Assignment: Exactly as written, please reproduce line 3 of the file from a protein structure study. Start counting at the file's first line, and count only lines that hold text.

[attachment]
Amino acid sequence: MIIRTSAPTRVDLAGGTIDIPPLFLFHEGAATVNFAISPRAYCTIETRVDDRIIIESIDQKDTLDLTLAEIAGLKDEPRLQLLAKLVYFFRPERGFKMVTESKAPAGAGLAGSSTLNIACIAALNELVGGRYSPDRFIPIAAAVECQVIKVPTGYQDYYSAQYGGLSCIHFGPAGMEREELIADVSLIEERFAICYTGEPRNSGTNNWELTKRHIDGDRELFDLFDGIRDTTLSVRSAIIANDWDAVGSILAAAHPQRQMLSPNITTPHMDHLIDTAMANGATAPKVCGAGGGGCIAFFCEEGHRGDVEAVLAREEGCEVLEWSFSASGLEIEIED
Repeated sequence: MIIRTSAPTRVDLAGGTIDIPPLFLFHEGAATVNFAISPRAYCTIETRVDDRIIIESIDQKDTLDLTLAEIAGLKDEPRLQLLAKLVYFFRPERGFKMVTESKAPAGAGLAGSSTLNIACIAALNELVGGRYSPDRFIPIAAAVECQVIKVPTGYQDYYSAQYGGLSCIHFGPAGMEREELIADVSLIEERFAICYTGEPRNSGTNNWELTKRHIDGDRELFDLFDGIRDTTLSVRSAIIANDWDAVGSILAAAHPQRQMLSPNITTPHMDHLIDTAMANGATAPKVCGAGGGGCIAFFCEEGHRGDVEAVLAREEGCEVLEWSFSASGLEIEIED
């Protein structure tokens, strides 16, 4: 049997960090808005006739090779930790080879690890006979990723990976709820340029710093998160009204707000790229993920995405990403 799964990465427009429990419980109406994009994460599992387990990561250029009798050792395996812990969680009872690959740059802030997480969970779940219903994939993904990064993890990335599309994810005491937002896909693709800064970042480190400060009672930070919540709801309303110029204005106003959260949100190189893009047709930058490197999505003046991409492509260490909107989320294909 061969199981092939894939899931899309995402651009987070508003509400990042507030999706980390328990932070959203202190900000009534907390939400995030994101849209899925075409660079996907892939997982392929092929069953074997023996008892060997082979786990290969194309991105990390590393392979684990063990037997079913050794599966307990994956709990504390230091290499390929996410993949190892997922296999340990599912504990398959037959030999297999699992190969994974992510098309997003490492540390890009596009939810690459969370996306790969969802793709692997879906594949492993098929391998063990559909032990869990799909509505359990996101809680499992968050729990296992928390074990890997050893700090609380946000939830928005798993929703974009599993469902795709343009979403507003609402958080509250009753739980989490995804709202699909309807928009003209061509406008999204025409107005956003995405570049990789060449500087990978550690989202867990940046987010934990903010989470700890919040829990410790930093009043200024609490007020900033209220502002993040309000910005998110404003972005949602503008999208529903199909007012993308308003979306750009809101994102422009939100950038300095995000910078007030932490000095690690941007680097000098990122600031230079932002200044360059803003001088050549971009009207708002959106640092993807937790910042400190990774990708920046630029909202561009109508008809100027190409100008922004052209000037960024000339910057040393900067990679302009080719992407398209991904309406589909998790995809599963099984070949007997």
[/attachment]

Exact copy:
């Protein structure tokens, strides 16, 4: 049997960090808005006739090779930790080879690890006979990723990976709820340029710093998160009204707000790229993920995405990403 799964990465427009429990419980109406994009994460599992387990990561250029009798050792395996812990969680009872690959740059802030997480969970779940219903994939993904990064993890990335599309994810005491937002896909693709800064970042480190400060009672930070919540709801309303110029204005106003959260949100190189893009047709930058490197999505003046991409492509260490909107989320294909 061969199981092939894939899931899309995402651009987070508003509400990042507030999706980390328990932070959203202190900000009534907390939400995030994101849209899925075409660079996907892939997982392929092929069953074997023996008892060997082979786990290969194309991105990390590393392979684990063990037997079913050794599966307990994956709990504390230091290499390929996410993949190892997922296999340990599912504990398959037959030999297999699992190969994974992510098309997003490492540390890009596009939810690459969370996306790969969802793709692997879906594949492993098929391998063990559909032990869990799909509505359990996101809680499992968050729990296992928390074990890997050893700090609380946000939830928005798993929703974009599993469902795709343009979403507003609402958080509250009753739980989490995804709202699909309807928009003209061509406008999204025409107005956003995405570049990789060449500087990978550690989202867990940046987010934990903010989470700890919040829990410790930093009043200024609490007020900033209220502002993040309000910005998110404003972005949602503008999208529903199909007012993308308003979306750009809101994102422009939100950038300095995000910078007030932490000095690690941007680097000098990122600031230079932002200044360059803003001088050549971009009207708002959106640092993807937790910042400190990774990708920046630029909202561009109508008809100027190409100008922004052209000037960024000339910057040393900067990679302009080719992407398209991904309406589909998790995809599963099984070949007997």